When you acquire data for analysis, it is highly unlikely that it will be in a form ready to analyze. Experienced data analysts and statisticians know that data preparation or data cleaning is the most time-consuming part of data analysis but incredibly important, otherwise any conclusions drawn from your analysis will be suspect.

We’ll explore how to clean data by viewing videos from two sources.

First, almost everyone has access to Excel. In a quite useful instructional presentation, Sumit Bansal, Founder of TrumpExcel.com, an online platform to train people in Excel spreadsheets, discusses 10 ways to clean data in Excel using examples.

As you know, analysis with a statistical package requires each variable to be in a separate column. Sumit shows how to do this using Excel. [See #7]

Here are Sumit’s 10 Ways for Cleaning Data:

1. Get rid of extra spaces

2. Select and treat all blank cells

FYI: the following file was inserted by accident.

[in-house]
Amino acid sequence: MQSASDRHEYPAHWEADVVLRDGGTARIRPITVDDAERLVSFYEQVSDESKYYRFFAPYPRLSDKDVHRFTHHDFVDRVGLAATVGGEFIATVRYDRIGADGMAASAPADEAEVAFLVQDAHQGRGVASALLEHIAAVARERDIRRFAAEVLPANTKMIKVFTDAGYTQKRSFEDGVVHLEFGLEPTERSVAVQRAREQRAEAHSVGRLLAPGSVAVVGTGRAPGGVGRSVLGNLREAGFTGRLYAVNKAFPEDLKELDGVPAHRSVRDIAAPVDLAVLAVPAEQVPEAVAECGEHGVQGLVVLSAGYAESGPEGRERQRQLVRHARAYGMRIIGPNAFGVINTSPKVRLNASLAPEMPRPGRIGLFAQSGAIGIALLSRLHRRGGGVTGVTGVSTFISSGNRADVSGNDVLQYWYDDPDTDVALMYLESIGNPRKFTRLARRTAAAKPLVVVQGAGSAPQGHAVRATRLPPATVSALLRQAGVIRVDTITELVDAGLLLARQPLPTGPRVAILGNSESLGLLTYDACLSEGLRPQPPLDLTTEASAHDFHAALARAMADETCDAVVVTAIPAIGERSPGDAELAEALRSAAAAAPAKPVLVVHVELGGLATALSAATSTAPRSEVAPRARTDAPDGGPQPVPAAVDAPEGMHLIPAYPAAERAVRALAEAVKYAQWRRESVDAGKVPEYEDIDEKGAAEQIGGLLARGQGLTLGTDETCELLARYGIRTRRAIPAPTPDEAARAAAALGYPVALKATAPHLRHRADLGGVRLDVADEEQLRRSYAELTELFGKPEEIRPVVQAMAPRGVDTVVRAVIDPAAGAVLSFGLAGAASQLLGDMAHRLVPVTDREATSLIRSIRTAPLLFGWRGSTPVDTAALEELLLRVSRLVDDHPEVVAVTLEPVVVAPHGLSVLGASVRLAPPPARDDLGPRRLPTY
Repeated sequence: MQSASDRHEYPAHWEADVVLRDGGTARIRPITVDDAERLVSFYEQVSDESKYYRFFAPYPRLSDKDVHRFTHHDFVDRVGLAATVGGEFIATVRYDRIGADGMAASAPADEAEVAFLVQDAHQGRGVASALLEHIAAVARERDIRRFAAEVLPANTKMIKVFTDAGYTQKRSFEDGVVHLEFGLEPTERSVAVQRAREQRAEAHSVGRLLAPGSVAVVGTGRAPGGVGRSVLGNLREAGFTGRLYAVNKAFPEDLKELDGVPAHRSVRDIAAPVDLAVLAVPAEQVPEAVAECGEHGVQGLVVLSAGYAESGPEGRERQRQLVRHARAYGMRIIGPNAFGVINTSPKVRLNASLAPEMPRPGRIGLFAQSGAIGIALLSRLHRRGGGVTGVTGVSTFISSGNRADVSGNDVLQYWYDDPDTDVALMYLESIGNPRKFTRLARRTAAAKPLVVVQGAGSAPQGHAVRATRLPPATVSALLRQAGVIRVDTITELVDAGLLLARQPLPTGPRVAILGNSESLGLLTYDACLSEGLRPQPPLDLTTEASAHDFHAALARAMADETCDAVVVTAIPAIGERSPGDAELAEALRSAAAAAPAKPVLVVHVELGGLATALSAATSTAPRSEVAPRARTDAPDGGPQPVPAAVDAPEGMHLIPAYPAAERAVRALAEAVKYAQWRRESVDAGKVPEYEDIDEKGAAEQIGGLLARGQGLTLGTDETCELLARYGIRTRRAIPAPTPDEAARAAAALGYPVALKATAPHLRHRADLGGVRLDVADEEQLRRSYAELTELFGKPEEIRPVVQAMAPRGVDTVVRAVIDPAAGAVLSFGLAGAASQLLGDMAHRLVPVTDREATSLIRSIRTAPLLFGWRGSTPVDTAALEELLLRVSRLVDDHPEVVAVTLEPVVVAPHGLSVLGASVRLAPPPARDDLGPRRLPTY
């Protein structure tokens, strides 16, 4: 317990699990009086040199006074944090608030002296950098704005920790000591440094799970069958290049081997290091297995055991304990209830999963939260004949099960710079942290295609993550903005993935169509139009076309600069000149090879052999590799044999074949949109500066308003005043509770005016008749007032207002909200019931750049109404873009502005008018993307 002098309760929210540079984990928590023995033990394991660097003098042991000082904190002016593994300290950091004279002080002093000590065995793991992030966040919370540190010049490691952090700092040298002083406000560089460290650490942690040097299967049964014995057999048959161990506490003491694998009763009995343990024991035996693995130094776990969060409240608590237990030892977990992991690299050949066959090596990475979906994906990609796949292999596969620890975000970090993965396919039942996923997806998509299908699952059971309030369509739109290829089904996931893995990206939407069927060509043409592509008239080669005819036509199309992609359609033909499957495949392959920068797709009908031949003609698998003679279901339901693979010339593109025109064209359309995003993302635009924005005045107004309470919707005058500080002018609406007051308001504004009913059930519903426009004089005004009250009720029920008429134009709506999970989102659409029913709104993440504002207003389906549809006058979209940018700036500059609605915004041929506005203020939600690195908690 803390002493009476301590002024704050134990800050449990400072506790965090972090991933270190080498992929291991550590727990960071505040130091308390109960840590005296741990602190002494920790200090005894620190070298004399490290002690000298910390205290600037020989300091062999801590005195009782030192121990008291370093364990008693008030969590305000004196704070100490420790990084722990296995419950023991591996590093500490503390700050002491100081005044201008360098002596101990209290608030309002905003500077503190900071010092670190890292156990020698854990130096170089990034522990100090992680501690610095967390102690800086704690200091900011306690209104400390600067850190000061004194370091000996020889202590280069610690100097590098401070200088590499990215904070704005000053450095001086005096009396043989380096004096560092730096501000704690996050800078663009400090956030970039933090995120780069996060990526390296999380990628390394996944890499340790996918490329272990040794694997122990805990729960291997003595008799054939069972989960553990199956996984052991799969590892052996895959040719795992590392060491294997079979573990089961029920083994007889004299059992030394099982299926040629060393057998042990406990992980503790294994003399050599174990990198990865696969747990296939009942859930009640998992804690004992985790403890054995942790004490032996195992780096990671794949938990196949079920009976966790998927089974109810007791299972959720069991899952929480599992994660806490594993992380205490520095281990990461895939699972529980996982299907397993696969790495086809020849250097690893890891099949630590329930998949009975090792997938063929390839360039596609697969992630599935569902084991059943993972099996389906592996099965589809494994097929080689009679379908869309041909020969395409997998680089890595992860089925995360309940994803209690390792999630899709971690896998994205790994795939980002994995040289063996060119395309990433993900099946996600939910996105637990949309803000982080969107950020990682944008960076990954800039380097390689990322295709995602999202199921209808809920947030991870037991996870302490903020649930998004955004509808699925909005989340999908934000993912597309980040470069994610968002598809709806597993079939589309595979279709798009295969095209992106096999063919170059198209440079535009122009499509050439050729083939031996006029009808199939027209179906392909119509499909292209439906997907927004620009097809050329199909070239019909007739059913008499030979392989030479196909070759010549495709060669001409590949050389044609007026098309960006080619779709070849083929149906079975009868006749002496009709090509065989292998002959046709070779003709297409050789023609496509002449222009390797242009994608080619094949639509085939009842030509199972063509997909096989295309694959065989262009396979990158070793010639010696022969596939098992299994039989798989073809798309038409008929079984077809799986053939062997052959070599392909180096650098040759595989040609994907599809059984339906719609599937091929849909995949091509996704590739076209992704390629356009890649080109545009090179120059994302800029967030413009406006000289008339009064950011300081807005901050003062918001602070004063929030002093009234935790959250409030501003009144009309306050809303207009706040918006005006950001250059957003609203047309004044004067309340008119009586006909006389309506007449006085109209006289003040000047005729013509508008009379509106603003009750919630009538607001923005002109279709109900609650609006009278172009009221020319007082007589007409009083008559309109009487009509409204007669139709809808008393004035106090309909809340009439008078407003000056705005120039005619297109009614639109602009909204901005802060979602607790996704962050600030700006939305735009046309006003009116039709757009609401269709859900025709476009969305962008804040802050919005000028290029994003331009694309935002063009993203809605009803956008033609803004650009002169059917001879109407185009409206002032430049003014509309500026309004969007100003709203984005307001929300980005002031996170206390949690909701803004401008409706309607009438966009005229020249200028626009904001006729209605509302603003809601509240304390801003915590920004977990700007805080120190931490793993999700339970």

3. Convert numbers stored as text into numbers

4. Remove duplicates

5. Highlight errors

6. Change text to Lower/Upper/Proper case

7. Use text to columns to parse data in Excel

8. Spell check

9. Delete all formatting

10. Use find and replace

You can see Sumit’s video here.

Now that our data has been cleaned in Excel, what about what’s needed before conducting statistical analysis?

Meredith Rocchi, Assistant Professor in the Department of Communication at the University of Ottawa, gives an online lecture on the basics of data cleaning focusing on more of the statistical preparations needed for data analysis. While she refers to SPSS, the methods used can be implemented in any good statistical software.

Data cleaning involves a series of specific steps. These data cleaning procedures are:

• Check for impossible or out-of-range values
• Check for response sets
• A response set is the tendency to exhibit a particular pattern of response independent of the question being asked in a survey or on a questionnaire
• Deal with missing data. [NOTE: An earlier ISSSP blog dealt with that topic. We encourage you to follow the suggestions there.]
• Manage outliers
• Check for assumptions re: the statistical analysis to be conducted
• Check for reliability
• Do items on a question measure the same thing?

Ms. Rocchi discusses how to implement each of the procedures. Again, while she shows how to use SPSS in implementing the approaches, any good statistical software program could be used.

You can view Meredith’s video here.